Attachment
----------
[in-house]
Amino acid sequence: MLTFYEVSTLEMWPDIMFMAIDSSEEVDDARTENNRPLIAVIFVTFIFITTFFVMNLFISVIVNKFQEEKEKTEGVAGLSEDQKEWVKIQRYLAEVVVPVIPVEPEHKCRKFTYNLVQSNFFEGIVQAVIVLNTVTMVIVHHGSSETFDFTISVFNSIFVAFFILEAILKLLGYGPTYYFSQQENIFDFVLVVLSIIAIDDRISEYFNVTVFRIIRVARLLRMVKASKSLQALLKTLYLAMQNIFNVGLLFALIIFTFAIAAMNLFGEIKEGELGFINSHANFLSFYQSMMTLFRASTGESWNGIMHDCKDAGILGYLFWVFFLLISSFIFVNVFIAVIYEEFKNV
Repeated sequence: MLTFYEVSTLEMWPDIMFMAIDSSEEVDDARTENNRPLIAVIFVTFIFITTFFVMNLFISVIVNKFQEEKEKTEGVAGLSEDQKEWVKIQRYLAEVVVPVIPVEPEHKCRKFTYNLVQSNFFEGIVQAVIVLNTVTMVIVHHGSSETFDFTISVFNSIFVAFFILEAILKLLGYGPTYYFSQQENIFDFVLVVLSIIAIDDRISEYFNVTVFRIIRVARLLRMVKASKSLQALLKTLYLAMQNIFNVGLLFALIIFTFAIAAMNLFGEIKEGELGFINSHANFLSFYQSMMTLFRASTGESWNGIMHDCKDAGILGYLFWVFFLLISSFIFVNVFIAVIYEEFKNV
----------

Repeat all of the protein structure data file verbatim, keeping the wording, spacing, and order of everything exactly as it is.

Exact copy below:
[in-house]
Amino acid sequence: MLTFYEVSTLEMWPDIMFMAIDSSEEVDDARTENNRPLIAVIFVTFIFITTFFVMNLFISVIVNKFQEEKEKTEGVAGLSEDQKEWVKIQRYLAEVVVPVIPVEPEHKCRKFTYNLVQSNFFEGIVQAVIVLNTVTMVIVHHGSSETFDFTISVFNSIFVAFFILEAILKLLGYGPTYYFSQQENIFDFVLVVLSIIAIDDRISEYFNVTVFRIIRVARLLRMVKASKSLQALLKTLYLAMQNIFNVGLLFALIIFTFAIAAMNLFGEIKEGELGFINSHANFLSFYQSMMTLFRASTGESWNGIMHDCKDAGILGYLFWVFFLLISSFIFVNVFIAVIYEEFKNV
Repeated sequence: MLTFYEVSTLEMWPDIMFMAIDSSEEVDDARTENNRPLIAVIFVTFIFITTFFVMNLFISVIVNKFQEEKEKTEGVAGLSEDQKEWVKIQRYLAEVVVPVIPVEPEHKCRKFTYNLVQSNFFEGIVQAVIVLNTVTMVIVHHGSSETFDFTISVFNSIFVAFFILEAILKLLGYGPTYYFSQQENIFDFVLVVLSIIAIDDRISEYFNVTVFRIIRVARLLRMVKASKSLQALLKTLYLAMQNIFNVGLLFALIIFTFAIAAMNLFGEIKEGELGFINSHANFLSFYQSMMTLFRASTGESWNGIMHDCKDAGILGYLFWVFFLLISSFIFVNVFIAVIYEEFKNV